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Archive for the ‘Product Management’ Category

We are struggling in a profession with no definitive answer about what it is, but lets be honest. Most of us does to much. Lets go back to basic and do what we are best at. 

A product manager should steer the product. Have a vision. Somehow know where the market is going, or even better where it needs to go. prioritize, interact with customers, look at competition, write requirements, think about marketing and make sure Sales and Delivery have something really good to sell and deliver. (I might have missed some things also).

 

 

Is that not enough?

 

So why do we insist on adding so much else to it?

A product manager is not a product owner. Product owner is the developer role. Its day to day interaction with the development team, go down that road and any time to actually meet customers dwindle. So let the Product Owner be the day o day expert who gets our vision, and then sort out the details when needed. We trust them and they make sure our vision is brought to life.

A product manager is not a designer. We know what we want, why we want it and have a good idea on the road there. But most of us are not experts in user experience (we are probably good at spotting a good or a bad one). The User Experience experts will listen to us, interact with us and come with proposals and different versions for us to comment upon and react to.

 

A product manager is not the tester. We know enough about QA to keep those experts in high regard. They know what they are doing. When we do the same we test that we got what we wanted, we don’t test all different use cases in detail and setup tricky data to see if the analytics is working 1000% time of the run tests. QA are experts on that.

A product manager is not the documentation and user guide expert. Far from it, we today strive to get systems that don’t need much of that. But when we do need it we know enough about it to hand the actual writing and sorting and layouting to experts.

 

So lets make sure we have experts around us. People who are as committed to their expertise as we are to ours. That way we can really shine in what we are good at.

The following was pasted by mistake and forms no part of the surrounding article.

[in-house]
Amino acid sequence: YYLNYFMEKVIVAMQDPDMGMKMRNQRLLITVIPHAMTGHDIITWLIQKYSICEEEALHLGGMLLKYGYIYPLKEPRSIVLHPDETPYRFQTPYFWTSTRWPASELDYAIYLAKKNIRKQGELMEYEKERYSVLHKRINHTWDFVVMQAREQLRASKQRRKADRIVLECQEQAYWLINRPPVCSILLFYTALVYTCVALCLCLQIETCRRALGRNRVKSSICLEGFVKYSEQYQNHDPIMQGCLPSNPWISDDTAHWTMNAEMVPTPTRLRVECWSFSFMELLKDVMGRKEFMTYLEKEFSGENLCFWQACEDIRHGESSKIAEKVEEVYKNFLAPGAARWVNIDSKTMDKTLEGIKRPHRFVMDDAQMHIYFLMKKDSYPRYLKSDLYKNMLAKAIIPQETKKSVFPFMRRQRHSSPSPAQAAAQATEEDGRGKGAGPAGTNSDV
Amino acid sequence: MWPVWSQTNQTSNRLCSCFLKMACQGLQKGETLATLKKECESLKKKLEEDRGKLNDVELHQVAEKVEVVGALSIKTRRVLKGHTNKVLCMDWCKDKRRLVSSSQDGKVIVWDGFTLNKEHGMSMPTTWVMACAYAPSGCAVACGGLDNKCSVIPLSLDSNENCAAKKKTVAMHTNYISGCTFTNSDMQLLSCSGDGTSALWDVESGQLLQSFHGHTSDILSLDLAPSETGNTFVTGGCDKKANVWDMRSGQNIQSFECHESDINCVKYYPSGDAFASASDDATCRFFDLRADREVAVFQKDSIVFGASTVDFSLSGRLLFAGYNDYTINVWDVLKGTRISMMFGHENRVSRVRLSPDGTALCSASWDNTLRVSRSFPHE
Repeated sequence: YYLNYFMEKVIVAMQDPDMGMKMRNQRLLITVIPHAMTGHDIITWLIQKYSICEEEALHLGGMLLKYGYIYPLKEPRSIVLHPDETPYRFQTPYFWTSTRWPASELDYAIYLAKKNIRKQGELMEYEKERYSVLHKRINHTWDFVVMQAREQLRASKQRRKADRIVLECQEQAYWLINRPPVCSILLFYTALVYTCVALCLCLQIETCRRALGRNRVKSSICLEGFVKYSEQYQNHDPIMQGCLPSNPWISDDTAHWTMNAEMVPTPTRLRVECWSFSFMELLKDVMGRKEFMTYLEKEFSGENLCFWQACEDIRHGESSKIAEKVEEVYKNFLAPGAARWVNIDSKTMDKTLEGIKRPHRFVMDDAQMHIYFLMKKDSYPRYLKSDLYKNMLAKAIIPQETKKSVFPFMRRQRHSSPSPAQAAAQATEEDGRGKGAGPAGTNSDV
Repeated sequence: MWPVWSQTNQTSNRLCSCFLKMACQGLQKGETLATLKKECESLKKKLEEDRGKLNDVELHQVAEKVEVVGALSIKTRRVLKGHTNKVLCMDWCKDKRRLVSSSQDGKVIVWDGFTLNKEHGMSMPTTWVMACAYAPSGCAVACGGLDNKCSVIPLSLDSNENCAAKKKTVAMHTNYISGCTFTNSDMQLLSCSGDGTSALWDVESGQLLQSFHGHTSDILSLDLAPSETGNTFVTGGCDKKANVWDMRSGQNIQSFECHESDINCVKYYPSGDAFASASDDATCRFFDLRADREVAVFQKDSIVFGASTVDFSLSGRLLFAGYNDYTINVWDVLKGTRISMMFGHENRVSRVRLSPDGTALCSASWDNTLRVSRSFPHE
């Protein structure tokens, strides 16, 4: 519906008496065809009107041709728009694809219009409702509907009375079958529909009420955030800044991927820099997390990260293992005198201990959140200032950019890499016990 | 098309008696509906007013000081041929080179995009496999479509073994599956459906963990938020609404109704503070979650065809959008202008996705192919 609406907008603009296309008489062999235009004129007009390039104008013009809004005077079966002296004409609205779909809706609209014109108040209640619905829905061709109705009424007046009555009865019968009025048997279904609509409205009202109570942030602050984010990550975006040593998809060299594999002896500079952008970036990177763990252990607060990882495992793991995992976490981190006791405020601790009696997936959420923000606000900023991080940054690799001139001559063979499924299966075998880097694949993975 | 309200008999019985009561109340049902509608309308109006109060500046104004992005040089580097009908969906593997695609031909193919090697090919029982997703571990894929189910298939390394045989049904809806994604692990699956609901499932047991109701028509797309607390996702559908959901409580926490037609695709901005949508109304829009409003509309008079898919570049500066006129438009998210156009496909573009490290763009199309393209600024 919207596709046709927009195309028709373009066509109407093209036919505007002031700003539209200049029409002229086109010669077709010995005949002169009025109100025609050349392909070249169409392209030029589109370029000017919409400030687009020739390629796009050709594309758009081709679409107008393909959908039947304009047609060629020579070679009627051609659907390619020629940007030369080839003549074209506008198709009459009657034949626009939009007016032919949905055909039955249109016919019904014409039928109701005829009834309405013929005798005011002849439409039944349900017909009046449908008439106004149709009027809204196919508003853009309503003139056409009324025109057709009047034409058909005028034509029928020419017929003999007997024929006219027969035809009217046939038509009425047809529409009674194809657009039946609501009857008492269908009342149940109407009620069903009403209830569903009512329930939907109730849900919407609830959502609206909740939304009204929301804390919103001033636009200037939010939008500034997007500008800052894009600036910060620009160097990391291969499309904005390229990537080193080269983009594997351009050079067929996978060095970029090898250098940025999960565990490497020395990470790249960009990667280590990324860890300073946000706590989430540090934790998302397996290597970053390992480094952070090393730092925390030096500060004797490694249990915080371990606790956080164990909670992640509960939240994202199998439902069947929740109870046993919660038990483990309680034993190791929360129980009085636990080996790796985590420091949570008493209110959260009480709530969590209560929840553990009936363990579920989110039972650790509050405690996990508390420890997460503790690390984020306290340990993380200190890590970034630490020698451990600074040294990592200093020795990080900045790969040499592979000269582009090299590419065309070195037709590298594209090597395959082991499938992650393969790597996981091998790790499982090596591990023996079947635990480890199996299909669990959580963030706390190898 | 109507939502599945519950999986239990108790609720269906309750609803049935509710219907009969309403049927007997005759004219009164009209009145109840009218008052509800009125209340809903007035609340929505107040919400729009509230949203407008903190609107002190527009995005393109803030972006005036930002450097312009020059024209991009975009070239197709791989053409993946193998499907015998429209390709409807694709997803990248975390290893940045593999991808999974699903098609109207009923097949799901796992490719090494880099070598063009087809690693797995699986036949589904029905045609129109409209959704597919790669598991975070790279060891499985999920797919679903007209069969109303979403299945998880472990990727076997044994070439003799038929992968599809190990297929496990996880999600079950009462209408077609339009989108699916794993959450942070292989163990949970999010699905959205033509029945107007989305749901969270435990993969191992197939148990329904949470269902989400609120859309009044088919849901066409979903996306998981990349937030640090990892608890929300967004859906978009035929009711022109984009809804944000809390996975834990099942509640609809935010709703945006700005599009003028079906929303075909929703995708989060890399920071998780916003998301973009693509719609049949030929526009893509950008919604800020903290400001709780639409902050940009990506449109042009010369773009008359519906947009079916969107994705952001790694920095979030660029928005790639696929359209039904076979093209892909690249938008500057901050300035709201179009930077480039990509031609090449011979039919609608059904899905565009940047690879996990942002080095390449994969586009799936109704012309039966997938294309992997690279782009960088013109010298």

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But is that so bad? Or is it good? I dont know. I just know that I want to have control of the whole chain from idea to delivery. And off course I don’t, but when I loose control of some details I don’t trust that they are done right.

 

Does that make me a control freak? Or just a freak? Or someone who thinks he is best at everything so better do it myself? You judge.

 

I am now back to running teams in the dual role of product manager and product owner. The 2 roles we have debated now for a couple of years and that are overlapping. One way of ending that debate is to just combine them in the same person, Who cares where the line is drawn then?

 

Anyway. I will now be running 2 sprint teams, 2 teams I have worked with before and that I love and respect. But with 6 months of team absence I have come to some conclusions.

 

  1. I will require to not be first instance for approval of design and stuff. Come to me when designers have approved them, when you are sure they follow the guidelines. Unless you have a totally new idea.
  2. Stories are either DONE or NOT. Its binary, nothing in between. 0 or 1. May sound hard, but good for all in the long run, It makes it really easy to know what will happen, no speculation. Are they DONE, tested, and pass the PO test with acceptance critera, then they are approved. Fail just one bit, and they are Not passed.

 

These 2 items are my intentions this time.